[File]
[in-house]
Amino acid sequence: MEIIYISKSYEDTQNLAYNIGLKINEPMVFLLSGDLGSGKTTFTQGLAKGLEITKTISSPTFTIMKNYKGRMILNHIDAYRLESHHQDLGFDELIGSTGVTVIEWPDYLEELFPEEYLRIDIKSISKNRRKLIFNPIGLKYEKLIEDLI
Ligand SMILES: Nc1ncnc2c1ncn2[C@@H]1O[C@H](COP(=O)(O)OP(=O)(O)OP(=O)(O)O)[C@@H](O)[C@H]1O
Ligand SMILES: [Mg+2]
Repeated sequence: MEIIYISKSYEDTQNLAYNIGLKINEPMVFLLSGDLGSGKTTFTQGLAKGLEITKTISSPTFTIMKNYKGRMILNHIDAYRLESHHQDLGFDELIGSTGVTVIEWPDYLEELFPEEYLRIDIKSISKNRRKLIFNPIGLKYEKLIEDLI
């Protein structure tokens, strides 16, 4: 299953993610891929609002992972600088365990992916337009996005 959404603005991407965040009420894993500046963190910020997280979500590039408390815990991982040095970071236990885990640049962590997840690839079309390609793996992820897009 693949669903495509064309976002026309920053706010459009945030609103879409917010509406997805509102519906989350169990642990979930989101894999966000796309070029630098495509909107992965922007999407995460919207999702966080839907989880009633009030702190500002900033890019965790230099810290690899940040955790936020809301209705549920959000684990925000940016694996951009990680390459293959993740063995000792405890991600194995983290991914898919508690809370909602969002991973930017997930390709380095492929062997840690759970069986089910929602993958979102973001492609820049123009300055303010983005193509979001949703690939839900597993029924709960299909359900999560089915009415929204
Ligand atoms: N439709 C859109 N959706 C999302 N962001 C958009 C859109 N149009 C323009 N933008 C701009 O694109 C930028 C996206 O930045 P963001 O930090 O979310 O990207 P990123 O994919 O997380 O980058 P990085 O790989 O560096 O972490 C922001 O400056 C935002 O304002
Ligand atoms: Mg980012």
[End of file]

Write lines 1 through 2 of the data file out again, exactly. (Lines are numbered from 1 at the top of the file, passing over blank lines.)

[in-house]
Amino acid sequence: MEIIYISKSYEDTQNLAYNIGLKINEPMVFLLSGDLGSGKTTFTQGLAKGLEITKTISSPTFTIMKNYKGRMILNHIDAYRLESHHQDLGFDELIGSTGVTVIEWPDYLEELFPEEYLRIDIKSISKNRRKLIFNPIGLKYEKLIEDLI